Understand the new features Pinterest offers that all retailers should and will be using this year.
In 2016, Pinterest reached 150 million users; the latest research shows that three-in-ten Americans use the platform, of which 70% are women. For retailers, Pinterest continues to offer the ability to engage and delight current customers through discoveries, as well as create opportunities to find new ones. Here are four features that you will want to explore.
Feature #1: Promoted Videos
In the past year, Pinterest’s reports showed the platform saw a 60% increase in videos being added to user boards. Because of this, Pinterest launched a Promoted Videos feature in August 2016 designed for brands to test. This feature encourages brands to publish videos that “share ideas” with customers and also gives them the ability to add a static, featured Pin to underneath them. The company later introduced Pinterest Explore, a discovery component that auto plays Promoted Videos and mixes them in with other video content from the platform’s top tastemakers, industry experts and employees, in hope of increasing paid engagement and drive longer viewing times.
“Pinners are likely to save in-depth, high-utility videos,” says Tim Kendall, president of Pinterest. “These include product tutorials, project how-to’s and other content that teaches people how to do something that’s useful to their lives.” So far, 67% of Pinterest users say videos drive them click on ads to learn more about the products and services in them, as well as try out what they’ve learned.
In 2017, brands should explore how to repurpose videos they’ve already created. The first step would be to add videos you have to relevant boards. If you have tutorials or how-tos, start with those. Edit titles and descriptions to help make them more easy to search within Pinterest. If you feel like testing the ads, use promoted videos to engage current followers and see how they respond to it. Based on the response, you may want to try some new audience targeting if you like the results of the paid trial.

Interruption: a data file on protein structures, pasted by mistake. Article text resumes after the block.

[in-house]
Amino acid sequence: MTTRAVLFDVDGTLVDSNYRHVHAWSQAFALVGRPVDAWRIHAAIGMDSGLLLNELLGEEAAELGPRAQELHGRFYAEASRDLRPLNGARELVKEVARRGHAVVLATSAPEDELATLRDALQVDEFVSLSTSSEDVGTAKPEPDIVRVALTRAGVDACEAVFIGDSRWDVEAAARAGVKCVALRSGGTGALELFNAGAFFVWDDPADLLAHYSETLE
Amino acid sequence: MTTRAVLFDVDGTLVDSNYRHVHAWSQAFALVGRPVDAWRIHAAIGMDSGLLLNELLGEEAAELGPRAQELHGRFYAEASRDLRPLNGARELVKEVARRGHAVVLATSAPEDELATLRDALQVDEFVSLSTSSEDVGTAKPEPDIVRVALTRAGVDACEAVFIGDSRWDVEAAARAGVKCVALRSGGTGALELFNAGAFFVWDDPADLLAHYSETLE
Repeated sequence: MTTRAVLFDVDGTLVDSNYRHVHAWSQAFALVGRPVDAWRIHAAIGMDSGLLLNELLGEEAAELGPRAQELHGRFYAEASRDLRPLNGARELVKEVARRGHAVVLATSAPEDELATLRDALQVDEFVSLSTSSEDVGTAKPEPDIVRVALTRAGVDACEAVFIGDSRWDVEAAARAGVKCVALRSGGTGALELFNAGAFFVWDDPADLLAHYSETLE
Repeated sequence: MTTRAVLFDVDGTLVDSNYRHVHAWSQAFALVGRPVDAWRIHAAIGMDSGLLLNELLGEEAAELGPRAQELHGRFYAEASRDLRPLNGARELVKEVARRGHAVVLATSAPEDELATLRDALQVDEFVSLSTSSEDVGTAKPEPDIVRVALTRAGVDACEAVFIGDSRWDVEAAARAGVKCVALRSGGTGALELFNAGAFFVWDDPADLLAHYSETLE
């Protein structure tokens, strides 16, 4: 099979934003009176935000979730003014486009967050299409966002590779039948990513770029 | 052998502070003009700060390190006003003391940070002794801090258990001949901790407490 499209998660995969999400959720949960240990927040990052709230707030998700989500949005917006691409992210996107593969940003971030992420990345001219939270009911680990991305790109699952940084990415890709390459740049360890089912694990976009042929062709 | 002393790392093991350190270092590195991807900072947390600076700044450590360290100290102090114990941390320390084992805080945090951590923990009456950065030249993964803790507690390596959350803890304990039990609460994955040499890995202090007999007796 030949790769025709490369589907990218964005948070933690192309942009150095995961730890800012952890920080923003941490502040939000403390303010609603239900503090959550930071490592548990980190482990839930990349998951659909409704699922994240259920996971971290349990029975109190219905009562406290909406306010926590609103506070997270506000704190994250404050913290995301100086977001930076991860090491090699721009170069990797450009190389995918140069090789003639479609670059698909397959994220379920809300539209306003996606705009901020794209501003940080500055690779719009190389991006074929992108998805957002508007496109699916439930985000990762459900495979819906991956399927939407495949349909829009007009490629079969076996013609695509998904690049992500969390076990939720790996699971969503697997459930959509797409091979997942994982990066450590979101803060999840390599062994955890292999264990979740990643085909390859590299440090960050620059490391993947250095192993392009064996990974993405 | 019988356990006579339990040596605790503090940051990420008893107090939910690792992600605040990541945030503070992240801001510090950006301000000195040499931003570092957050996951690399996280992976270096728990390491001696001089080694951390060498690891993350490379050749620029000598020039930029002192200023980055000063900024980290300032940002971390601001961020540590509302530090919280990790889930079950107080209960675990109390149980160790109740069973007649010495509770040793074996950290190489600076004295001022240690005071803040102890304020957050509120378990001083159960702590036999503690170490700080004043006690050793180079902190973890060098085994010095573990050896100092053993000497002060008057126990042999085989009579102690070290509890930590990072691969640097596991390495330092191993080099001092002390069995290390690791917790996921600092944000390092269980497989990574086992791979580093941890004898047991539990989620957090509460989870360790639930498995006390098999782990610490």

Feature #2: Give New Ideas A Try
For those of you that don’t have advertising budgets, Pinterest also introduced another FREE feature available on all Pins. The “Tried It” icon and tab was designed to encourage Pinners to try new things. With it, Pinners are invited to check off things they have tried, specifying if it was “For Me” or “Not For Me,” and leave a short comment about it. This feature is designed to let other Pinners know about the experience they had with a product or service. But what we love is the fact that this goes beyond just trying a single product or service and allows Pinners to try activities, and drives them to take action based on something they find. For example:
- Food: Want to try creating a recipe from their favorite blogger? Make the recipe and let us know how it went.
- Interior Design: Want to try to arrange your living room like HGTV recommends? How did the layout look?
- Style: Want to try a fashion or hair trend? Was it easy to achieve?
The “Tried It” component allows brands to cleverly collaborate on topics and educational ideas, thus creating an extremely dimensional review based on personal interactions. Once someone has tried something it’s also added to their Pinterest profile, acting as a recommendation. This is far deeper level of engagement than previously available and well suited to the Pinterest environment. We’ll be watching to see how this works for out in 2017.
Feature #3: Pinterest Ad Groups
Pinterest now offers advertisers the ability to organize their ad campaigns into groups. Just like Facebook and Google PPC advertising campaigns, Pinterest ad groups give you more control over how you budget your campaigns. The new feature allows you to set budgets to target geographic regions, promote a specific product line and better target certain audiences. If you are currently using promoted posts, Pinterest offers you several ways to roll your current campaigns into the new system. New advertisers will automatically start with it.
Feature #4: Pin Collective Influencer Network
The power of influencers hasn’t been lost on Pinterest. With their impact on all areas of retail, Pinterest launched its own collective of top influencers that span all categories –– including travel, food, fashion, home and design –– to complement their in-house content offerings for big retailers and brands. The Pin Collective allows brands to work with influencers that Pinterest essentially endorses as top creators/curators on the website. Brands work directly
with the influencers on projects, Pin Collective helps the brands identify the right ones to work with.The company currently doesn’t take a share of the revenue from these projects, it makes money on the ad spends behind the promoted content. This option may be on the pricier side given the influencers available and the brands already leveraging the services.
If You Build It, They Will Engage…and Eventually Purchase
While the Pinterest buy buttons have seen limited success, I firmly believe that as Pinterest continues to grow, the chances for revenue will improve. The key to Pinterest efforts for any brand is not to focus on direct selling, but on starting conversations, sparking ideas, and driving engagement through the images and videos you add to your boards. By doing this, you are building your future ability to sell your goods. And yes, you can do that by starting with your FREE account and the boards found on it before you invest dollars. But, if you are ready to move from free to paid on Pinterest, head over to their business blog, check out the retail insights, use their advertiser help base, and of course, download our guide to start as successfully as possible.